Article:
Rupal Chaudhari, CFO of the Hampton Inn & Suites and Homewood Suites in northwest Austin, which share a driveway with the Candlewood site, also opposes the purchase. "It is a fact that crimes do go up around homeless housing," she said during a Jan. 27 council meeting. "How are we supposed to feel safe in the community?"
"I think it is really important that we make sure that our community is not equating homelessness with criminal activity," District 9 Council Member Kathie Tovo said at the same meeting.
Freda's Seafood Grille sits to the left of the Candlewood hotel property, and the Hampton Inn & Suites to its right. (City of Austin)
Austin officials have said it is important to keep prospective purchases under wraps, and council is allowed to do so under state law to avoid unwanted competition from other buyers. The cost of the hotel purchase price evens out to around $115,000 per unit. "That is well under any average acquisition cost for a one-bedroom unit in Austin," newly appointed Homeless Strategy Officer Dianna Grey said during the town hall.
The Candlewood purchase will be funded by the 2018 affordable housing bond and is expected to open late this year, according to a Jan. 20 memo from city staff. Annual operating costs are estimated to be around $2.2 million, which will come from the Austin Public Health budget.
Caritas of Austin, a local nonprofit that provides rehousing services to the homeless community, will manage the facility.
Despite the vocal opposition, some District 6 constituents welcomed this news. "There are several homelessness camps nearby, some right off of Pecan Park Boulevard," said Preston Mans, who is also a member of the Austin DSA chapter, during last week's council meeting. "So I think this location is perfect for helping the homeless."
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So you want to buy a house?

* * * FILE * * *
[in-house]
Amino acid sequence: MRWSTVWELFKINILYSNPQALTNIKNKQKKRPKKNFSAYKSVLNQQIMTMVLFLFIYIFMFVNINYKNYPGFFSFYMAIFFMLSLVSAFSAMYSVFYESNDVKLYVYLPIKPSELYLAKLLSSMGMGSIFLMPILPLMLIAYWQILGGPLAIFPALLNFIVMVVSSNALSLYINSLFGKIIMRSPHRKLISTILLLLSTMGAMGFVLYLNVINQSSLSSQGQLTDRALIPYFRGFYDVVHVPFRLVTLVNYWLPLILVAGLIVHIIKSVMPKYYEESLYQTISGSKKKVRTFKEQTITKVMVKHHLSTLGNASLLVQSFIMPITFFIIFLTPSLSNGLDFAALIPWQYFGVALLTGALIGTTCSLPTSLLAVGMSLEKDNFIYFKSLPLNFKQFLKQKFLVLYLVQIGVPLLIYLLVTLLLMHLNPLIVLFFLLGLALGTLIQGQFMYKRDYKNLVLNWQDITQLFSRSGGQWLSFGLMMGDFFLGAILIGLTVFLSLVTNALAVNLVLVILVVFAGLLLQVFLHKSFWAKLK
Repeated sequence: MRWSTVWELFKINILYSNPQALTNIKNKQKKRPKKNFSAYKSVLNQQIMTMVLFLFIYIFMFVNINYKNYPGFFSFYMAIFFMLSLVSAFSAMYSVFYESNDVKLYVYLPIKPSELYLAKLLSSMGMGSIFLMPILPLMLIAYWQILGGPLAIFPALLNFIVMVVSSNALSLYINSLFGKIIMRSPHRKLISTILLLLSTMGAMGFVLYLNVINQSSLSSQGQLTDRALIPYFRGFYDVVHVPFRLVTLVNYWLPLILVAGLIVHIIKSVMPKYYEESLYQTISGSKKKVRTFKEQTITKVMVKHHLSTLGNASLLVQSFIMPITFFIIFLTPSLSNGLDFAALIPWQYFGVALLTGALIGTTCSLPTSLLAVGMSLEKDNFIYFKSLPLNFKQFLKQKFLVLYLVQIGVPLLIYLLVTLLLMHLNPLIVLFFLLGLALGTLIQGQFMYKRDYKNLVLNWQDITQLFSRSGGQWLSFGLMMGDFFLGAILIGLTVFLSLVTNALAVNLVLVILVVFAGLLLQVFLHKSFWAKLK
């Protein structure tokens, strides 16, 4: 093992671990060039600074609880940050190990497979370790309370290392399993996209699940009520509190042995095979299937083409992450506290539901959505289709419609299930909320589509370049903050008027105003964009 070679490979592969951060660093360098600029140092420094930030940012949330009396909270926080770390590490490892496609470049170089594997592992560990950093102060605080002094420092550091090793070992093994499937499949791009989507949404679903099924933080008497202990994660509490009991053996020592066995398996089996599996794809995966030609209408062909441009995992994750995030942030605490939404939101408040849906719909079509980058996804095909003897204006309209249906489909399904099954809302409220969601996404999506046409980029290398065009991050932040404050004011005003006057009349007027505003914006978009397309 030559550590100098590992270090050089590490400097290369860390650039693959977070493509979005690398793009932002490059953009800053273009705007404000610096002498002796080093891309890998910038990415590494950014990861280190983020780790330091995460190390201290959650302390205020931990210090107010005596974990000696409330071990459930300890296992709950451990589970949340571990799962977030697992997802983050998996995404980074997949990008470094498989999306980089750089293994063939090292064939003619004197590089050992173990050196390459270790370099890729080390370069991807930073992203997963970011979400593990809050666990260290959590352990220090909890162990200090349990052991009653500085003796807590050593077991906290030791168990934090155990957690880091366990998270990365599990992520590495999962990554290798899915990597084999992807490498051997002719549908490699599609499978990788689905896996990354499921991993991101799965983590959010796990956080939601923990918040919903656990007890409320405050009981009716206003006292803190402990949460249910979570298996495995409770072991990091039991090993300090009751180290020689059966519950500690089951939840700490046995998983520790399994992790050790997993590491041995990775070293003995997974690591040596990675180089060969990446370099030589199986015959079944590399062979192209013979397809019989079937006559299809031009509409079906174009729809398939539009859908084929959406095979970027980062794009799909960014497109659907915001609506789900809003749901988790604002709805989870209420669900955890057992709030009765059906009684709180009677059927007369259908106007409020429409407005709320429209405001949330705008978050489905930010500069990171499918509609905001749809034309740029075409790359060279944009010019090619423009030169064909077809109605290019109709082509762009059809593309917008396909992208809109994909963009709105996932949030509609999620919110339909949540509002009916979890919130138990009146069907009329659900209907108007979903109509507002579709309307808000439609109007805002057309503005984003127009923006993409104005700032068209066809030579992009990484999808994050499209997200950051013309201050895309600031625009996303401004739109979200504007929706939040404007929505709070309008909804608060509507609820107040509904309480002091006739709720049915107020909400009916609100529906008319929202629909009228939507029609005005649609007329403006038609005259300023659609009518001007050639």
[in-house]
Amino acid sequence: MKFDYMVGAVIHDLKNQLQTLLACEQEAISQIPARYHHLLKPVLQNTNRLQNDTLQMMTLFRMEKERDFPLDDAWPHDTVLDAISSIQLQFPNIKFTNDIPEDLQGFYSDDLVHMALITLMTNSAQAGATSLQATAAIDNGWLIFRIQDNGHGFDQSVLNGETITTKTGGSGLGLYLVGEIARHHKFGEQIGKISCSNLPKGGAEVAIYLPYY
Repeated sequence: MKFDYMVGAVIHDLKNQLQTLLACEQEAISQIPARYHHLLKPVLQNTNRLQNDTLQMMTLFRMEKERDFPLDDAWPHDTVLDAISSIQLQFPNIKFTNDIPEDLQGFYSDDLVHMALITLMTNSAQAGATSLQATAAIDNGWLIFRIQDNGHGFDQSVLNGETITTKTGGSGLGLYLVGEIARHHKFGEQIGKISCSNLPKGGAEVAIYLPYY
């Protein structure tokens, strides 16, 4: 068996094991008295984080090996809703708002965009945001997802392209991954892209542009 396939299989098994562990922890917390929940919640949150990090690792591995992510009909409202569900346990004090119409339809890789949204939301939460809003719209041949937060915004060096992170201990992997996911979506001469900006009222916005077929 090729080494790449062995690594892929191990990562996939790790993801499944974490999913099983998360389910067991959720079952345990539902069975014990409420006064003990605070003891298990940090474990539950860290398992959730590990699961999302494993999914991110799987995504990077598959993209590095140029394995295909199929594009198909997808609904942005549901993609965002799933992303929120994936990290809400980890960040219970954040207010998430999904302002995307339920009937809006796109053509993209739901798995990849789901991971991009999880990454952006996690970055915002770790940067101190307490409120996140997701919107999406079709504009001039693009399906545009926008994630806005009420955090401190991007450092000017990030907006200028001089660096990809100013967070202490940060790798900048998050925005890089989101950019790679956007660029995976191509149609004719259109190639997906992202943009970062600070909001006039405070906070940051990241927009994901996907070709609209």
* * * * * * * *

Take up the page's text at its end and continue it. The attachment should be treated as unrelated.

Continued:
To anyone trying to get on the "housing ladder," it's been a discouraging couple of years as prices skyrocketed in a market crowded with buyers bidding against each other for just about any available home.
Things may be calming down, with the Austin Board of REALTORS reporting fewer sales and more available homes this summer.
Mortgage rates have more than doubled in the last year, from around 3% to well over 6% on a 30-year fixed rate loan, getting even more of a bump this week after the Federal Reserve raised bank rates on Wednesday.
So how affordable are homes right now? That, of course, depends on what you want and how much you're able or willing to pay, but here are some rough estimates of what a typical buyer would pay to buy a $650,000 home, which would be considered "mid-price" in today's market.
Mortgage banker Chris Holland (NMLS 211033) of Austin's Sente Mortgage ran some numbers for Austonia to illustrate a typical purchase.
Holland says that while the 30-year fixed rate mortgage is often mentioned in the media, the most popular loan that he's seeing now is a 7/1 adjustable rate mortgage, which has a fixed rate for 7 years and then adjusts every year based on market rates, with a limit on how much it can increase each year. The interest is amortized over a 30-year period. Adjustable Rate Mortgages (ARMs) offer lower rates than fixed rate loans.
Here are the numbers, which are examples. In practice, exact numbers vary with a buyer's credit rating and overall financial situation, and with the rate, which can move up or down at any time.
- $650,000 home purchase price
- 7/1 ARM at 5.875%
- 5% down payment, equals $32,500
- 95% financed, equals $617,500
- $4,990 payment, including principle and interest (P&I), insurance, and property tax
- Typically, a borrower's debt to income ratio needs to be at or below 45%. So for this mortgage, a borrower, or borrowers, would need income of roughly $11,100/month, or $133,200/year. That number could be higher, depending on the buyer's outstanding credit balances on things like credit cards and car loans.
Holland says he's had a lot of clients approved for loans who were house hunting but have put that on hold, hoping prices come down.